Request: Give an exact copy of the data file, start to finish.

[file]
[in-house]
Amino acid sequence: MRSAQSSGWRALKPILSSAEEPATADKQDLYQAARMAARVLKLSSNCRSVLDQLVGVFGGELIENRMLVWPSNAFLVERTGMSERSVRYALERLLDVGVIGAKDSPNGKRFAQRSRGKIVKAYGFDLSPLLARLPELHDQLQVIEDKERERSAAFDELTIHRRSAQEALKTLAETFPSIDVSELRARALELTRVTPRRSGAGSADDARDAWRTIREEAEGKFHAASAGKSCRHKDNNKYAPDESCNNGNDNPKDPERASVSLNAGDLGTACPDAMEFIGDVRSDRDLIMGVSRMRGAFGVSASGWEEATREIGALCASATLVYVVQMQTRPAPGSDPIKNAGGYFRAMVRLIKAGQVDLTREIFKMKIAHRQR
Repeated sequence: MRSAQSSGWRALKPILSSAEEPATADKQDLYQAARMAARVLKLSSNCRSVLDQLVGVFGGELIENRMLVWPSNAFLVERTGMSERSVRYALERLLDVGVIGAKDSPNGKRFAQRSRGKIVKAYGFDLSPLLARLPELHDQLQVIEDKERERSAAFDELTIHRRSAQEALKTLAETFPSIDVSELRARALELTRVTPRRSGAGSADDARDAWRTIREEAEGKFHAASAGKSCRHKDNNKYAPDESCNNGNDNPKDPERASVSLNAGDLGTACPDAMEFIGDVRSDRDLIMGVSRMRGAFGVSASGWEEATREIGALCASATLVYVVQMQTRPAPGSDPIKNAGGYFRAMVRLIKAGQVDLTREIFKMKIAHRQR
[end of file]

[in-house]
Amino acid sequence: MRSAQSSGWRALKPILSSAEEPATADKQDLYQAARMAARVLKLSSNCRSVLDQLVGVFGGELIENRMLVWPSNAFLVERTGMSERSVRYALERLLDVGVIGAKDSPNGKRFAQRSRGKIVKAYGFDLSPLLARLPELHDQLQVIEDKERERSAAFDELTIHRRSAQEALKTLAETFPSIDVSELRARALELTRVTPRRSGAGSADDARDAWRTIREEAEGKFHAASAGKSCRHKDNNKYAPDESCNNGNDNPKDPERASVSLNAGDLGTACPDAMEFIGDVRSDRDLIMGVSRMRGAFGVSASGWEEATREIGALCASATLVYVVQMQTRPAPGSDPIKNAGGYFRAMVRLIKAGQVDLTREIFKMKIAHRQR
Repeated sequence: MRSAQSSGWRALKPILSSAEEPATADKQDLYQAARMAARVLKLSSNCRSVLDQLVGVFGGELIENRMLVWPSNAFLVERTGMSERSVRYALERLLDVGVIGAKDSPNGKRFAQRSRGKIVKAYGFDLSPLLARLPELHDQLQVIEDKERERSAAFDELTIHRRSAQEALKTLAETFPSIDVSELRARALELTRVTPRRSGAGSADDARDAWRTIREEAEGKFHAASAGKSCRHKDNNKYAPDESCNNGNDNPKDPERASVSLNAGDLGTACPDAMEFIGDVRSDRDLIMGVSRMRGAFGVSASGWEEATREIGALCASATLVYVVQMQTRPAPGSDPIKNAGGYFRAMVRLIKAGQVDLTREIFKMKIAHRQR